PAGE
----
“So, who are we going to see again?” asks my forgetful friend. “Blackwood?””Erm, no, Blackfield,” I reply. “Ahh,” she says, knowingly, taking in the young, excitable audience all clad in a uniform of black in an ’80s, dark gothic dream of a venue.
Special guests Anathema have already played their set and Blackfield’s Steve Wilson is readying himself to take to the stage for an acoustic solo session before playing with his creative other half, Israeli superstar Aviv Geffen.
But how many of those eager fans would have expected Wilson, best known as prog rock outfit Porcupine Tree‘s front man, to sing Agnetha from ABBA‘s delicate ballad The Day Before He Came. How many, indeed, would have even recognised the hit?
“Not so unexpected actually,” pipes in one of Wilson’s crew when we exclaim surprise from our barside viewing point. “Steve’s a real ABBA fan.”
So far, so unexpected. Even prog-rockers have their cheesy side.
He returns quickly after finishing his 20-minute solo set with Geffen and their band of Israeli musicians.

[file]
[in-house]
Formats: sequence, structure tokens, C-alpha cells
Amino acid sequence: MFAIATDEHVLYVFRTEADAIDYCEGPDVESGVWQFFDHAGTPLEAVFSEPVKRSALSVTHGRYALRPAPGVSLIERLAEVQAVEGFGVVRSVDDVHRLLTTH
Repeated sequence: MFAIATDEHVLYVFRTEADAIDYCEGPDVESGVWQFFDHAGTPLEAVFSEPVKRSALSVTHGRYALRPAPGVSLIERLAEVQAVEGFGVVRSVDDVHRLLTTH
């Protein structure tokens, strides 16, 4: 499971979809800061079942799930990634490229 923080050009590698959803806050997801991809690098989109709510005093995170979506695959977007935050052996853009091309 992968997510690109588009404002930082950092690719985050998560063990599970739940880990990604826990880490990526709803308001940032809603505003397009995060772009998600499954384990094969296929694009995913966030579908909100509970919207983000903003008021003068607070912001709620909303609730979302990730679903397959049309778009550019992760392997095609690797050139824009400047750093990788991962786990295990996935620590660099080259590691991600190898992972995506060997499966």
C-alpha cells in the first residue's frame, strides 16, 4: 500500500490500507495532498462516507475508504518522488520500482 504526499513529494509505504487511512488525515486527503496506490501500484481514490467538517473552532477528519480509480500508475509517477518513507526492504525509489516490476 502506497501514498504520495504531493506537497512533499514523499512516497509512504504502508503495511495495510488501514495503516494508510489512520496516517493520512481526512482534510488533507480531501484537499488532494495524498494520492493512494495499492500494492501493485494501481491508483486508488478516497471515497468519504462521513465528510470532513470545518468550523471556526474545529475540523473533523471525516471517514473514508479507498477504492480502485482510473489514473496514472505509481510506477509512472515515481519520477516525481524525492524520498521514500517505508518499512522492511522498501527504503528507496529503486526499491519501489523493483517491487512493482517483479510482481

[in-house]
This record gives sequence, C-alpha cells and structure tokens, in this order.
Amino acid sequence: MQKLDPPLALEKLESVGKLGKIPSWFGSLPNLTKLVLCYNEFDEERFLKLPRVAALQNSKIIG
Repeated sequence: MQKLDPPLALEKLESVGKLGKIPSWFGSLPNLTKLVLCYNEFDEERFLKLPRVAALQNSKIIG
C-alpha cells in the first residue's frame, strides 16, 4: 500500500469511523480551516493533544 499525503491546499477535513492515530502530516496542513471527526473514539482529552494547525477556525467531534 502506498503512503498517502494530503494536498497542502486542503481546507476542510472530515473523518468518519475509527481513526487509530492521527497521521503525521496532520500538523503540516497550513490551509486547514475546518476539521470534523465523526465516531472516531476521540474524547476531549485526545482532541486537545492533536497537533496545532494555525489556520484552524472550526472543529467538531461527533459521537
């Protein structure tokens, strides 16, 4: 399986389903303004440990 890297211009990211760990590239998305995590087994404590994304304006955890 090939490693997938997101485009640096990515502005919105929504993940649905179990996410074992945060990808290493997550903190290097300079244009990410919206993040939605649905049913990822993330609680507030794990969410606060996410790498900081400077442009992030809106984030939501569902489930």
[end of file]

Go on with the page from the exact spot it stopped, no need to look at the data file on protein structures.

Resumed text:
This is what the 300-strong throng have been patiently waiting for.And from the very opening bars of first song Open Mind Blackfield have the audience lapping it up.
They make an odd couple on stage, Wilson and Geffen – the former barefoot, with shoulder-length hair and Lennon-esque owl glasses – the latter a modern day dandy sporting army boots, sharp suit jacket shirt and tie and… matching knickerbockers.
Both contrast strongly with each other and the audience.Stark those differences may be, but together they balance. Musically too, Geffen curtails the epic ambitions of Wilson, who in turn lends an air of experimentation and eclecticism to the poppier sensibilities of the Israeli. Prog-pop, perhaps?
From title-track Blackfield, through Glow and Lullaby, they play simple and stirring songs with sometimes a minor-key piano tremble here, a plaintive guitar solo there.
They play deftly with the songs’ skeletons, fleshing them out here and there, teasing the rhythms and harmonies until, when the audience can bear it no more, they unleash a melodic, multi-layered wall of sound that you can feel beneath the ground. There’s a quivering intensity about Blackfield that’s impossible to capture completely on disc.
The two share singing duties between them. Geffen works his elegant, sinuous charms as lead vocalist on The Hole in Me and Pain while Wilson softly leads the way on the album’s remaining tracks, his smooth and almost echoey delivery suiting the more melancholic material down to the ground.
When I reviewed this debut album I said I wasn’t completely convinced by Blackfield, but that they probably sounded sensational live. On Friday they did.